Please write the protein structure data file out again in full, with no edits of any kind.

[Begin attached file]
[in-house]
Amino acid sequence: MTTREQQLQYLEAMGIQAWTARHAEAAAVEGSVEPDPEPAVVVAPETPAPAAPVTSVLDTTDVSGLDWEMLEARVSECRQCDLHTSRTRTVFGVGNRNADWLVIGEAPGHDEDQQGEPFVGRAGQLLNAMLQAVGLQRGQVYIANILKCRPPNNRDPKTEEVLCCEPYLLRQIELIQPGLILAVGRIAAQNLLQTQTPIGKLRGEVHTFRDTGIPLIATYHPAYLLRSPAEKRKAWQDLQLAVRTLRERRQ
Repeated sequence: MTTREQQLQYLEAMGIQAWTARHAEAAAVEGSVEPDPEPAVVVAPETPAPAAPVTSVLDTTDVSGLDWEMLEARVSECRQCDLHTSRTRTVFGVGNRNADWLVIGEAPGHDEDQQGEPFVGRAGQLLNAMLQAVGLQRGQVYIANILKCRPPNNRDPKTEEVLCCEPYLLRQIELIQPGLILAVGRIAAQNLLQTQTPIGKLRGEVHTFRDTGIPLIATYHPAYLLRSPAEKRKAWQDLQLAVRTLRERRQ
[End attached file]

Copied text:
[in-house]
Amino acid sequence: MTTREQQLQYLEAMGIQAWTARHAEAAAVEGSVEPDPEPAVVVAPETPAPAAPVTSVLDTTDVSGLDWEMLEARVSECRQCDLHTSRTRTVFGVGNRNADWLVIGEAPGHDEDQQGEPFVGRAGQLLNAMLQAVGLQRGQVYIANILKCRPPNNRDPKTEEVLCCEPYLLRQIELIQPGLILAVGRIAAQNLLQTQTPIGKLRGEVHTFRDTGIPLIATYHPAYLLRSPAEKRKAWQDLQLAVRTLRERRQ
Repeated sequence: MTTREQQLQYLEAMGIQAWTARHAEAAAVEGSVEPDPEPAVVVAPETPAPAAPVTSVLDTTDVSGLDWEMLEARVSECRQCDLHTSRTRTVFGVGNRNADWLVIGEAPGHDEDQQGEPFVGRAGQLLNAMLQAVGLQRGQVYIANILKCRPPNNRDPKTEEVLCCEPYLLRQIELIQPGLILAVGRIAAQNLLQTQTPIGKLRGEVHTFRDTGIPLIATYHPAYLLRSPAEKRKAWQDLQLAVRTLRERRQ